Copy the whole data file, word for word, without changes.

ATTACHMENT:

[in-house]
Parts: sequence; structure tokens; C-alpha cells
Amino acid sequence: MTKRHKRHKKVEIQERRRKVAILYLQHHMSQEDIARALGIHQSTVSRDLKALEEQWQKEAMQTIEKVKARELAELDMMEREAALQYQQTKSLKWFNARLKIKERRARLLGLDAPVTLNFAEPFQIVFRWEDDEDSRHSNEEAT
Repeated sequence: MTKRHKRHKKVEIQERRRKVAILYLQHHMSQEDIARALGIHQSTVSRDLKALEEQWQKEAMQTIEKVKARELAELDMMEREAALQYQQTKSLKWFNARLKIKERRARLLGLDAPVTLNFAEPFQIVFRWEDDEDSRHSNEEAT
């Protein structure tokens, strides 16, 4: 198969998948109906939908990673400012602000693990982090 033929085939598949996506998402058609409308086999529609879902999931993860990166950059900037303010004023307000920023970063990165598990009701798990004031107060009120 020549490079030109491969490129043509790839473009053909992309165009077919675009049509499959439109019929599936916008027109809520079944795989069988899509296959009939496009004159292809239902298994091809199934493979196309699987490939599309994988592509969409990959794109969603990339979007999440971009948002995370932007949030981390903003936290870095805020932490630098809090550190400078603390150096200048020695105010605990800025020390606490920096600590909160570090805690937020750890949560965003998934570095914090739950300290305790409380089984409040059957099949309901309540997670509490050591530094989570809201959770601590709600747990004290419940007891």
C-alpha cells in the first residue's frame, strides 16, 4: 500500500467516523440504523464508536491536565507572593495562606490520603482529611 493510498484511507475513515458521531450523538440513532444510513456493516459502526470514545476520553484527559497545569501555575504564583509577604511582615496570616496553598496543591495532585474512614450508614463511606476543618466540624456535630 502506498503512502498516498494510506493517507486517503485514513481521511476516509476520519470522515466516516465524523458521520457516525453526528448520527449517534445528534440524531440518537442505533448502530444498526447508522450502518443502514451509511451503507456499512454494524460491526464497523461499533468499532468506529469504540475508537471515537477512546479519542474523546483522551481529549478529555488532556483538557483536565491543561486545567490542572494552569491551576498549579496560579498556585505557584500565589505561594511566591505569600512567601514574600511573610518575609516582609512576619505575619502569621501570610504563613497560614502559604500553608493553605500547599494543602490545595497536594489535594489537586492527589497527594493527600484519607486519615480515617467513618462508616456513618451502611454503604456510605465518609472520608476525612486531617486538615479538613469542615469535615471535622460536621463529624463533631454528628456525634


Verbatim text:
[in-house]
Parts: sequence; structure tokens; C-alpha cells
Amino acid sequence: MTKRHKRHKKVEIQERRRKVAILYLQHHMSQEDIARALGIHQSTVSRDLKALEEQWQKEAMQTIEKVKARELAELDMMEREAALQYQQTKSLKWFNARLKIKERRARLLGLDAPVTLNFAEPFQIVFRWEDDEDSRHSNEEAT
Repeated sequence: MTKRHKRHKKVEIQERRRKVAILYLQHHMSQEDIARALGIHQSTVSRDLKALEEQWQKEAMQTIEKVKARELAELDMMEREAALQYQQTKSLKWFNARLKIKERRARLLGLDAPVTLNFAEPFQIVFRWEDDEDSRHSNEEAT
């Protein structure tokens, strides 16, 4: 198969998948109906939908990673400012602000693990982090 033929085939598949996506998402058609409308086999529609879902999931993860990166950059900037303010004023307000920023970063990165598990009701798990004031107060009120 020549490079030109491969490129043509790839473009053909992309165009077919675009049509499959439109019929599936916008027109809520079944795989069988899509296959009939496009004159292809239902298994091809199934493979196309699987490939599309994988592509969409990959794109969603990339979007999440971009948002995370932007949030981390903003936290870095805020932490630098809090550190400078603390150096200048020695105010605990800025020390606490920096600590909160570090805690937020750890949560965003998934570095914090739950300290305790409380089984409040059957099949309901309540997670509490050591530094989570809201959770601590709600747990004290419940007891």
C-alpha cells in the first residue's frame, strides 16, 4: 500500500467516523440504523464508536491536565507572593495562606490520603482529611 493510498484511507475513515458521531450523538440513532444510513456493516459502526470514545476520553484527559497545569501555575504564583509577604511582615496570616496553598496543591495532585474512614450508614463511606476543618466540624456535630 502506498503512502498516498494510506493517507486517503485514513481521511476516509476520519470522515466516516465524523458521520457516525453526528448520527449517534445528534440524531440518537442505533448502530444498526447508522450502518443502514451509511451503507456499512454494524460491526464497523461499533468499532468506529469504540475508537471515537477512546479519542474523546483522551481529549478529555488532556483538557483536565491543561486545567490542572494552569491551576498549579496560579498556585505557584500565589505561594511566591505569600512567601514574600511573610518575609516582609512576619505575619502569621501570610504563613497560614502559604500553608493553605500547599494543602490545595497536594489535594489537586492527589497527594493527600484519607486519615480515617467513618462508616456513618451502611454503604456510605465518609472520608476525612486531617486538615479538613469542615469535615471535622460536621463529624463533631454528628456525634